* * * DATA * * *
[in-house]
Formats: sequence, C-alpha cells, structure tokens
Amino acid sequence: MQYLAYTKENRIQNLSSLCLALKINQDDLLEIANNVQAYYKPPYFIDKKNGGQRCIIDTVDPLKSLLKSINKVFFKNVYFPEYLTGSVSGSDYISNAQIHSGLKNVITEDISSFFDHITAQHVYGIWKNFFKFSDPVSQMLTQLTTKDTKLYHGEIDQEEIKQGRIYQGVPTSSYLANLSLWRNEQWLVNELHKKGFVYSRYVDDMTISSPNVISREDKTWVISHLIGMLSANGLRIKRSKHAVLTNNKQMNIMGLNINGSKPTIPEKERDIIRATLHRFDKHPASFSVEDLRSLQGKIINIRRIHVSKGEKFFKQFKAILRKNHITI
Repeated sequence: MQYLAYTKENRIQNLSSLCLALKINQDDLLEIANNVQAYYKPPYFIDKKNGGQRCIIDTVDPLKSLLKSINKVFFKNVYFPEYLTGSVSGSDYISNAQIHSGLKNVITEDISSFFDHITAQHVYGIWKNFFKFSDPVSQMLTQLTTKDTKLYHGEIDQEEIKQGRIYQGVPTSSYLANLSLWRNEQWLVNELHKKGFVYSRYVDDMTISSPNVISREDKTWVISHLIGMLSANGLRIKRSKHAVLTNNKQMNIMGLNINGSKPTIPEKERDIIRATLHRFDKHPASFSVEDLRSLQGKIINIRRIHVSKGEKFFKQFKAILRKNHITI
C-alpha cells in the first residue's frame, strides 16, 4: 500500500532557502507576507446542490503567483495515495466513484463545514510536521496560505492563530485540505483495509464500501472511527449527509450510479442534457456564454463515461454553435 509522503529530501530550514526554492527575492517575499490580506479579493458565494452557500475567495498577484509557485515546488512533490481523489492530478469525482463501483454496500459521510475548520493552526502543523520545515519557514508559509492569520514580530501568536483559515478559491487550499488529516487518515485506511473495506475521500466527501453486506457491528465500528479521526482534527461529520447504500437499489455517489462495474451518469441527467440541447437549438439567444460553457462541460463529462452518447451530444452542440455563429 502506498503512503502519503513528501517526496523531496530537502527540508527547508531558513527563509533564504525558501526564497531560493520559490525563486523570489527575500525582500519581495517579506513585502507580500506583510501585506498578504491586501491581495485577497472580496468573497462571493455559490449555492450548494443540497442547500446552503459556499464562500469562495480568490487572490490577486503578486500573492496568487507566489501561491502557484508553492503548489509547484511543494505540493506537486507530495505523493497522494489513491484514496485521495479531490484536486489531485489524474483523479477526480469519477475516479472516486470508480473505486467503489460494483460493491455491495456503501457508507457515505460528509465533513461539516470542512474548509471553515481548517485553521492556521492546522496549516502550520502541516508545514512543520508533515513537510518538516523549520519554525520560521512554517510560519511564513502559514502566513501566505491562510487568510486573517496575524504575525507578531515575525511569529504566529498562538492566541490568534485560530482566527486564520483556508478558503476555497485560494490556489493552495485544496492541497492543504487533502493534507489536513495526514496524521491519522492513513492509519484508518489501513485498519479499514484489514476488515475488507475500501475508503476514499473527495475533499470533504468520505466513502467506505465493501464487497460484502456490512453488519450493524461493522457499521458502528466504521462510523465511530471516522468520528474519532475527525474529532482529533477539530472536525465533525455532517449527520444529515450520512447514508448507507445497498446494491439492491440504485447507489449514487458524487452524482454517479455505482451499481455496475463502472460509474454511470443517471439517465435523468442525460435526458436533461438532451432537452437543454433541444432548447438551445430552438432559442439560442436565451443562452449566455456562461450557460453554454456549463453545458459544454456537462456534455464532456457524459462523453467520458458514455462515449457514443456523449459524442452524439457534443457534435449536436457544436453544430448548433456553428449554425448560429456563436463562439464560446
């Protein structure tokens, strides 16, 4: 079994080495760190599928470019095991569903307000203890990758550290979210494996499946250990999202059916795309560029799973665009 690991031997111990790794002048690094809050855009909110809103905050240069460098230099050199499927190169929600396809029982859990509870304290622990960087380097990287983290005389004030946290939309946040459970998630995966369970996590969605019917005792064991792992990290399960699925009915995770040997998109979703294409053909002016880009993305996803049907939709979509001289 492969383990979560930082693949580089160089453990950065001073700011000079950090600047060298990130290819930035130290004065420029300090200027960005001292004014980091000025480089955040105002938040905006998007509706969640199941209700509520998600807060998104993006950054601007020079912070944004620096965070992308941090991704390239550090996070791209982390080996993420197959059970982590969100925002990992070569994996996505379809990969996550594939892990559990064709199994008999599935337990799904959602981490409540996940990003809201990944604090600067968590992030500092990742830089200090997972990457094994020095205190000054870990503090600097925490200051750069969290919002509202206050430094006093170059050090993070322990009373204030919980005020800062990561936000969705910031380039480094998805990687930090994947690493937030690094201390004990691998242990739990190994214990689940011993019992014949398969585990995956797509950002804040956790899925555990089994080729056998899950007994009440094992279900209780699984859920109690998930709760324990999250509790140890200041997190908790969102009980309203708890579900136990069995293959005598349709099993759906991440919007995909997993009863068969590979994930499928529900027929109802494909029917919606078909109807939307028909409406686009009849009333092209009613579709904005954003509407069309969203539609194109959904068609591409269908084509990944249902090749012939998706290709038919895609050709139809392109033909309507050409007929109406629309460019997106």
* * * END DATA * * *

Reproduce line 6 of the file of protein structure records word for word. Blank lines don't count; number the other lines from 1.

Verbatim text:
């Protein structure tokens, strides 16, 4: 079994080495760190599928470019095991569903307000203890990758550290979210494996499946250990999202059916795309560029799973665009 690991031997111990790794002048690094809050855009909110809103905050240069460098230099050199499927190169929600396809029982859990509870304290622990960087380097990287983290005389004030946290939309946040459970998630995966369970996590969605019917005792064991792992990290399960699925009915995770040997998109979703294409053909002016880009993305996803049907939709979509001289 492969383990979560930082693949580089160089453990950065001073700011000079950090600047060298990130290819930035130290004065420029300090200027960005001292004014980091000025480089955040105002938040905006998007509706969640199941209700509520998600807060998104993006950054601007020079912070944004620096965070992308941090991704390239550090996070791209982390080996993420197959059970982590969100925002990992070569994996996505379809990969996550594939892990559990064709199994008999599935337990799904959602981490409540996940990003809201990944604090600067968590992030500092990742830089200090997972990457094994020095205190000054870990503090600097925490200051750069969290919002509202206050430094006093170059050090993070322990009373204030919980005020800062990561936000969705910031380039480094998805990687930090994947690493937030690094201390004990691998242990739990190994214990689940011993019992014949398969585990995956797509950002804040956790899925555990089994080729056998899950007994009440094992279900209780699984859920109690998930709760324990999250509790140890200041997190908790969102009980309203708890579900136990069995293959005598349709099993759906991440919007995909997993009863068969590979994930499928529900027929109802494909029917919606078909109807939307028909409406686009009849009333092209009613579709904005954003509407069309969203539609194109959904068609591409269908084509990944249902090749012939998706290709038919895609050709139809392109033909309507050409007929109406629309460019997106």